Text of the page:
The pressure to meet customer demands for fast, accurate delivery continues to rise. Online retail sales surpassed $1 trillion for the first time ever in 2022, accounting for 21% of all retail sales. If your fulfillment operation can’t keep up with the pressure of rising demand and complex processes, it may be time to call a third-party logistics provider (3PL).
A 3PL is an outsourced logistics partner that can manage some or all aspects of your warehouse and distribution operations. Typically, companies turn to 3PLs when their supply chain becomes too complex to manage internally or their circumstances change, such as growing e-commerce volumes.
A 3PL manages a client’s inventory in a warehouse or distribution center and then ships items as directed to the client’s customers. 3PL services include receiving, stocking, picking, packing and shipping goods. Value-added services, such as kitting, customization and reverse logistics, are also available.
A large 3PL may have multiple multi-tenant facilities, which means it manages inventory and distribution for many clients. The 3PL does not take ownership of any of the products in the warehouse. Some companies retain certain activities in-house, such as pallet-load quantities for store or distribution center replenishment and use a 3PL for smaller direct shipments. Other companies rely solely on a 3PL for all their warehouse and fulfillment functions. A 3PL can offer customized service options based on a company’s strategy and goals.
By outsourcing warehouse and logistics operations to expert partners, companies can take advantage of expertise, infrastructure and technology that would be too costly for all but the largest organizations.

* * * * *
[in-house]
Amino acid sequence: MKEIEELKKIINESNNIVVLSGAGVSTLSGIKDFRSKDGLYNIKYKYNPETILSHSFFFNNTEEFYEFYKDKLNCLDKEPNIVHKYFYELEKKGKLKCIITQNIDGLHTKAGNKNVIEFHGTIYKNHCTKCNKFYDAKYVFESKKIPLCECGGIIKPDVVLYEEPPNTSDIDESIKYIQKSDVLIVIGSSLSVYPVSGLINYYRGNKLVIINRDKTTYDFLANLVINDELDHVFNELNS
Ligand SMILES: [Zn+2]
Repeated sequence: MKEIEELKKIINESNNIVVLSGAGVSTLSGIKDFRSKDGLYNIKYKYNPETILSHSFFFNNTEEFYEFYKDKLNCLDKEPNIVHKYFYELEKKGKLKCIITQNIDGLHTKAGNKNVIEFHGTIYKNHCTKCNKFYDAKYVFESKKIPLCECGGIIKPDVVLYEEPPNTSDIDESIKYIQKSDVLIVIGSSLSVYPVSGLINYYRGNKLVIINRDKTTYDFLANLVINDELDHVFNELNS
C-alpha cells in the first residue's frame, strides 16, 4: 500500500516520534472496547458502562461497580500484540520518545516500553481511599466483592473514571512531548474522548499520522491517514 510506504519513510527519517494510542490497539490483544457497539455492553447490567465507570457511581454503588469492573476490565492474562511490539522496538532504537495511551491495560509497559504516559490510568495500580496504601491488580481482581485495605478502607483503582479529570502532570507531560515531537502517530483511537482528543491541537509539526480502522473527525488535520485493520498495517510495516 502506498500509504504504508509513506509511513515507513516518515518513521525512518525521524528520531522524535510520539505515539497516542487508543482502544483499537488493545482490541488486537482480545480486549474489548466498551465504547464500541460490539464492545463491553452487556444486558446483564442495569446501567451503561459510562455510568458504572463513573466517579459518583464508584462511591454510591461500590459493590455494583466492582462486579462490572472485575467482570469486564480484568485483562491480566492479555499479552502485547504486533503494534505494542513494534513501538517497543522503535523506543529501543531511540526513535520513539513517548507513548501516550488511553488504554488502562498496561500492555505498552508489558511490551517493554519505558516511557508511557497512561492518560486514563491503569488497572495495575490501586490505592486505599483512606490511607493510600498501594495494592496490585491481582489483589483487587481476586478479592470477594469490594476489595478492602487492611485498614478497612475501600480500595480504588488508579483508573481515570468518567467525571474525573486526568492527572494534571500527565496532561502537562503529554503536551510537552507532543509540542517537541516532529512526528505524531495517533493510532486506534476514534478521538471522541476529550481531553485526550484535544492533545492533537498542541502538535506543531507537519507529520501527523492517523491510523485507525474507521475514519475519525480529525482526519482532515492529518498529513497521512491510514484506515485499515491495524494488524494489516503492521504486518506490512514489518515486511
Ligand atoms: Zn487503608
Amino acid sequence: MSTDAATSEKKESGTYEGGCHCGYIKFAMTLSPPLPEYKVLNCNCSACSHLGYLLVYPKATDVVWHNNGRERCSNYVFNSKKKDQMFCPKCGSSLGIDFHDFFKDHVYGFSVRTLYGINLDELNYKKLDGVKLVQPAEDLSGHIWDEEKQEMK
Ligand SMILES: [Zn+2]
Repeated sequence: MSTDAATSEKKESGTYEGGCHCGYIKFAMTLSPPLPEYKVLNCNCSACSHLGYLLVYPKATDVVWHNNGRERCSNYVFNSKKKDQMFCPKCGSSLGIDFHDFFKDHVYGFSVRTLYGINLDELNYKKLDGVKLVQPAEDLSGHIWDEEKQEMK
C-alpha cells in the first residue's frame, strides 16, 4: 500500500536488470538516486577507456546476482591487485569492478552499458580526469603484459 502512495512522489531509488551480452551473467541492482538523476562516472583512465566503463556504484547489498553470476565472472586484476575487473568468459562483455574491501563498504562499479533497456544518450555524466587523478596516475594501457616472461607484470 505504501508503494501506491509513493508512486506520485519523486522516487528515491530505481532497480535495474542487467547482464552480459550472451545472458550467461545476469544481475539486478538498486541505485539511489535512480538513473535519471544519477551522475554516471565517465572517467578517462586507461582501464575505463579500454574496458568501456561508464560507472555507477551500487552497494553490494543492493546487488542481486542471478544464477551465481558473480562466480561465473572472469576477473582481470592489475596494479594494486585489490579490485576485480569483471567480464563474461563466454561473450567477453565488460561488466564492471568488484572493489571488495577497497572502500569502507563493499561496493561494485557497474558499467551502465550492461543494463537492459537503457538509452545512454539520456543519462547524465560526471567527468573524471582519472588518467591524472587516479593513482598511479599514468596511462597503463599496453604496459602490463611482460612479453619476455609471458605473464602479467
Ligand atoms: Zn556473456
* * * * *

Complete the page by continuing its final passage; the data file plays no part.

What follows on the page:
Benefits of Using a 3PL for Fulfillment
Working with a 3PL for fulfillment services offers several advantages:
A 3PL offers multiple warehouses across the country staffed with trained workers, material handling equipment and the latest technology. An online retailer or other sender can take advantage of this well-developed infrastructure without significant capital investments. Also, the 3PL can scale operations up and down as needed in response to company growth and seasonal surges.
A 3PL typically offers a network of facilities that distributes inventory closer to the consumer. The 3PL can manage inventory in specific territories or for certain types of fulfillment, such as direct-to-consumer. The nationwide scope of a 3PL network enables expense-reduction strategies such as zone skipping. That’s when a 3PL stores inventory at strategic locations so it’s closer to customers for fast fulfillment, which is less expensive than shipping from a central facility.
Logistics may not be your company’s core competency. In that case, your organization is able to focus on its value proposition by using a 3PL to manage the complex details of inventory, fulfillment and shipping. You can set service-level agreements for elements such as order processing accuracy, delivery times and other critical factors. A 3PL manages logistics for many customers and hones processes and metrics to a sharp edge.
There are thousands of traditional truckload and less-than-truckload carriers in the market, and technology has enabled new entrants with gig-economy delivery services. Managing all those relationships becomes very complex. A 3PL maintains relationships with proven carriers that meet performance and quality standards and can engage those carriers as needed to manage capacity.
Because a 3PL manages large volumes of freight, it can negotiate favorable rates with carriers and better service when capacity is tight. The 3PL can identify the most cost-effective modes for fulfillment based on the shipment requirements. For example, companies can bank significant savings by using two-day delivery only when necessary.
Ultimately, the goal of working with a 3PL for fulfillment services is to deliver a better customer experience while improving cost efficiency.